I love my birds. Each one has its own specific character and its own unique traits. Gertrude is definitely unique. Gertrude is a guinea. Guineas aren't known for being especially tame or cuddly. I wouldn't say that Gertrude is really tame, she is just familiar with me and she trusts me. That being said, here is a glimpse into how I ended up with a guinea bird for a pet, and how she and her fellow compadres fit into our little farm and my heart.
"How about we get some guineas?" Somehow this wasn't what I was expecting to come out of my husband's mouth. I looked at him quizzically. "Guineas? Um, well I guess they eat ticks... What made you think about wanting guineas?" I asked, still trying to process this new thought. My parents have some of these odd-looking creatures on their little farm, so I knew just a few things about them: They go where they please when they please. They are pretty good watch-dogs, making a racket if they see something or someone out of the ordinary. They tend to hide their eggs in remote places, so although their eggs are delicious, you can't always find them. They are capable of hatching out babies, but often make completely terrible parents, sometimes leaving their young behind to get lost or eaten by predators. They also prefer to roost in trees. Since they often behave like they are only half domesticated I guess the fact that they would rather find their own spot to sleep shouldn't come as too much of a surprise to us. Anyway, the hubs had been talking with a friend of ours, a fellow animal lover and outdoor enthusiast, who was thinking about getting some guinea keets himself. Chris already knew where he could get some, and knew there would be enough for us to be able to get some too, if we wanted them. As fortune would have it, after we had already ordered half a dozen, a friend of ours happened upon some fertile guinea eggs and gave me some. I hatched those out in our little incubator, and soon after, our ordered keets came in as well. All the babies were only about a week apart in age, so they grew up together quite nicely. Soon we had a flock of 12 guineas.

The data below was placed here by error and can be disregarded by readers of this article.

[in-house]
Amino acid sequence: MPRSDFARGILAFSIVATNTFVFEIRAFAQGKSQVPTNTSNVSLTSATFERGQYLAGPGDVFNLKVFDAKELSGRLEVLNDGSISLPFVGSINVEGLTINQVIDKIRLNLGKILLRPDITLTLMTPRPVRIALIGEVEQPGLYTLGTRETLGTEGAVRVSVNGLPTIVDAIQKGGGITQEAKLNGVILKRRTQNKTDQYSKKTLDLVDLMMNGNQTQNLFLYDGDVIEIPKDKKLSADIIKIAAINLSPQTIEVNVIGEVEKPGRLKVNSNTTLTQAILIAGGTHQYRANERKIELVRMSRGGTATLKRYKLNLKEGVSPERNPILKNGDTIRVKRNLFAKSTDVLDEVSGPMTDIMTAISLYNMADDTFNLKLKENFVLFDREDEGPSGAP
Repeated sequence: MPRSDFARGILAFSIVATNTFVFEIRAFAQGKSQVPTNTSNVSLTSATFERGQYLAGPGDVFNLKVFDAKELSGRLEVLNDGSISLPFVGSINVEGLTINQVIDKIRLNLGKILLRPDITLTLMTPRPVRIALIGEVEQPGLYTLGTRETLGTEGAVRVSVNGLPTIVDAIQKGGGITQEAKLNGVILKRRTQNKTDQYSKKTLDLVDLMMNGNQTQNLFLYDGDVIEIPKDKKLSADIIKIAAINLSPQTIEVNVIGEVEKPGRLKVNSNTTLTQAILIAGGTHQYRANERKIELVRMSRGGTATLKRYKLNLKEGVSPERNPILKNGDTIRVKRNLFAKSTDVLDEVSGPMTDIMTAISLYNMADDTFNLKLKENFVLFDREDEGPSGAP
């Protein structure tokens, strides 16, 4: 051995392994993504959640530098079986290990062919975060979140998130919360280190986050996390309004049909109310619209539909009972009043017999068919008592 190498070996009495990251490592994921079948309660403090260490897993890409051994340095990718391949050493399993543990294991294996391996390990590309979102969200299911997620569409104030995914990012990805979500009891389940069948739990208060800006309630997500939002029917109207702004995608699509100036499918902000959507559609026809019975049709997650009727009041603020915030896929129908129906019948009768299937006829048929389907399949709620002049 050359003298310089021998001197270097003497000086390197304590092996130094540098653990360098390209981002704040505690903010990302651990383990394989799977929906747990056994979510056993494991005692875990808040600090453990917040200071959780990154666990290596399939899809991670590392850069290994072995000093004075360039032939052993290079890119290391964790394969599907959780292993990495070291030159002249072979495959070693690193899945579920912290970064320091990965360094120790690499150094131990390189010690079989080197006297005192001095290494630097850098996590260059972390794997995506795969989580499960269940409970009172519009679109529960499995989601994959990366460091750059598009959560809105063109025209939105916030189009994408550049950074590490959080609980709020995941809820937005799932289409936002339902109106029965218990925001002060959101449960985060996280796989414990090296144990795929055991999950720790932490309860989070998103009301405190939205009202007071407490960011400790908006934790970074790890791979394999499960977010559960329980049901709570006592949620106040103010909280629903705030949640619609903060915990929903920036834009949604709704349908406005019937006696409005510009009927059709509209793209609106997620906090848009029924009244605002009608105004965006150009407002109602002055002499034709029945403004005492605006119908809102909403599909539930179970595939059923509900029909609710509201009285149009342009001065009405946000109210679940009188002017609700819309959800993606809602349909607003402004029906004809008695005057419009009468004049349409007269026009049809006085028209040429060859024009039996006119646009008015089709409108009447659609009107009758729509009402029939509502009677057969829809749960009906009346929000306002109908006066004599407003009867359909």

When young male birds start to mature, sometimes they can act a little crazy, silly, or even obnoxious. Many times you just can't keep too many male birds in a flock in general, or they can start to fight. The guineas were, as they are now, sleeping in a tree right outside the hen house, and sharing the food with the chickens, ducks and geese. This seemed to be working out pretty well until the young male guineas, for whatever reason, formed a rogue and villainous gang. They began to bully the other birds and even got into a couple of fights with Juan Carlos the rooster. They beat up on Giselle, my beautiful Maran hen, pretty badly. It took her a while to recover. Something had to be done. We decided the hubs would go out and butcher 5 of the most aggressive acting ones he could find. It's very difficult to tell the males from the females, so our idea was to reduce the population somewhat and hopefully be rid of the offending behaviors. His aim is pretty good. Now we don't have a cock, but we did have some delicious guinea pot pie! Peace was restored in the barnyard.
The guineas wander all over and across the fields, chasing bugs and eating the seeds that form on the tops of the grasses. Their favorite food however is scratch. Scratch grains, for those that don't know, are a mix of grains that are designed to throw out on the ground by small hand fulls and let the chickens have fun scratching for as treats. The mix we get has cracked corn, oats, and wheat in it. Gertrude was the first one to figure out that the scratch was kept in my little red wagon. I use the red wagon to hold all the animal feed and hay, and then I pull it around behind me as I visit all the fields and feed all the animals. Since guineas don't care a thing about fences and can't be contained by them anyway, I now have a flock of 7 guineas that follow me everywhere, talking and carrying on the whole way, and jumping up into my little red wagon and eating the scratch! This I find entertaining.
After I've finally made it to the last field and am headed into the chicken yard, I pick up the bucket of chicken feed in one hand and Gertrude in the other. We make our way past the horses and through a flock of quacking ducks, excited hens, and honking geese. I set her down in the yard and she joins the rest of the birds scurrying after the scratch. You'd think she'd be full already! Nope, she is still as excited as everyone else to make haste for the tasty treats. Ah well, the life of a guinea!
Gertrude has won a place in my heart. She has a gentle way about her and she has chosen to trust me. I've grown to love her polka-dotted feathers and her little silly looking head. An unlikely pet indeed but nonetheless. This is Gertrude, my pet guinea.
I'm Debbie. I love listening to chickens cackle and sing. I love Lindt chocolate truffles, a good cup of coffee, and a good book.